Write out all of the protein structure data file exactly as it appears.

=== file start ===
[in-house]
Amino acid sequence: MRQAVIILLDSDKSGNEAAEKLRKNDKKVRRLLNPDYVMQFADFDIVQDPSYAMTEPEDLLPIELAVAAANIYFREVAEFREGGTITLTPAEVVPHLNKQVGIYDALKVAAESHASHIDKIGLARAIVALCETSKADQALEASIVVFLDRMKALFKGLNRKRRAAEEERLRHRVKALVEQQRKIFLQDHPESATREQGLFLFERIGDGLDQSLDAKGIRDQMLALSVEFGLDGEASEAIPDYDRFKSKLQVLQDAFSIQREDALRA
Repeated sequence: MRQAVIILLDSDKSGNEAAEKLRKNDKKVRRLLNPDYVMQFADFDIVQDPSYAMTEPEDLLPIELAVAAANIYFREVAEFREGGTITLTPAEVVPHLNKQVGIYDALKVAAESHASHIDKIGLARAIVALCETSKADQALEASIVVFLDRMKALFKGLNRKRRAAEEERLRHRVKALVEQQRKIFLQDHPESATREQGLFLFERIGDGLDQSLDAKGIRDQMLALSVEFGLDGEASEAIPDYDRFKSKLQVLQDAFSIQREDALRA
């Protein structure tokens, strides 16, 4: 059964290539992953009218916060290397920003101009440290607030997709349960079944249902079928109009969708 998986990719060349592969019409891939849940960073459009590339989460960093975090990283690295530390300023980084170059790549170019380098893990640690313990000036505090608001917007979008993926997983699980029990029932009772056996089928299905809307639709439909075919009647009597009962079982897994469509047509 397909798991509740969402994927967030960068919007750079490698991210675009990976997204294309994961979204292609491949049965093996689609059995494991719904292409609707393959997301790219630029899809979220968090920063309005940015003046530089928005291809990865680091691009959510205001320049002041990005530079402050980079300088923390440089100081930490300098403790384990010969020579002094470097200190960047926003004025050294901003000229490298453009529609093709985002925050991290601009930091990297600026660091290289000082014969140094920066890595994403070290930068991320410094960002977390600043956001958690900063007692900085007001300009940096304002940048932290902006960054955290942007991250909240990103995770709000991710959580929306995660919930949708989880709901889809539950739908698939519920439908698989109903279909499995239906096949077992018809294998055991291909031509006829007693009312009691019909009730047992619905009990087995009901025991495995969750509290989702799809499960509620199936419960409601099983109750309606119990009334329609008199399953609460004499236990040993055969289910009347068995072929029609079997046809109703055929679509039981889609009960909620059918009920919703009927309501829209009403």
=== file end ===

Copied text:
[in-house]
Amino acid sequence: MRQAVIILLDSDKSGNEAAEKLRKNDKKVRRLLNPDYVMQFADFDIVQDPSYAMTEPEDLLPIELAVAAANIYFREVAEFREGGTITLTPAEVVPHLNKQVGIYDALKVAAESHASHIDKIGLARAIVALCETSKADQALEASIVVFLDRMKALFKGLNRKRRAAEEERLRHRVKALVEQQRKIFLQDHPESATREQGLFLFERIGDGLDQSLDAKGIRDQMLALSVEFGLDGEASEAIPDYDRFKSKLQVLQDAFSIQREDALRA
Repeated sequence: MRQAVIILLDSDKSGNEAAEKLRKNDKKVRRLLNPDYVMQFADFDIVQDPSYAMTEPEDLLPIELAVAAANIYFREVAEFREGGTITLTPAEVVPHLNKQVGIYDALKVAAESHASHIDKIGLARAIVALCETSKADQALEASIVVFLDRMKALFKGLNRKRRAAEEERLRHRVKALVEQQRKIFLQDHPESATREQGLFLFERIGDGLDQSLDAKGIRDQMLALSVEFGLDGEASEAIPDYDRFKSKLQVLQDAFSIQREDALRA
């Protein structure tokens, strides 16, 4: 059964290539992953009218916060290397920003101009440290607030997709349960079944249902079928109009969708 998986990719060349592969019409891939849940960073459009590339989460960093975090990283690295530390300023980084170059790549170019380098893990640690313990000036505090608001917007979008993926997983699980029990029932009772056996089928299905809307639709439909075919009647009597009962079982897994469509047509 397909798991509740969402994927967030960068919007750079490698991210675009990976997204294309994961979204292609491949049965093996689609059995494991719904292409609707393959997301790219630029899809979220968090920063309005940015003046530089928005291809990865680091691009959510205001320049002041990005530079402050980079300088923390440089100081930490300098403790384990010969020579002094470097200190960047926003004025050294901003000229490298453009529609093709985002925050991290601009930091990297600026660091290289000082014969140094920066890595994403070290930068991320410094960002977390600043956001958690900063007692900085007001300009940096304002940048932290902006960054955290942007991250909240990103995770709000991710959580929306995660919930949708989880709901889809539950739908698939519920439908698989109903279909499995239906096949077992018809294998055991291909031509006829007693009312009691019909009730047992619905009990087995009901025991495995969750509290989702799809499960509620199936419960409601099983109750309606119990009334329609008199399953609460004499236990040993055969289910009347068995072929029609079997046809109703055929679509039981889609009960909620059918009920919703009927309501829209009403």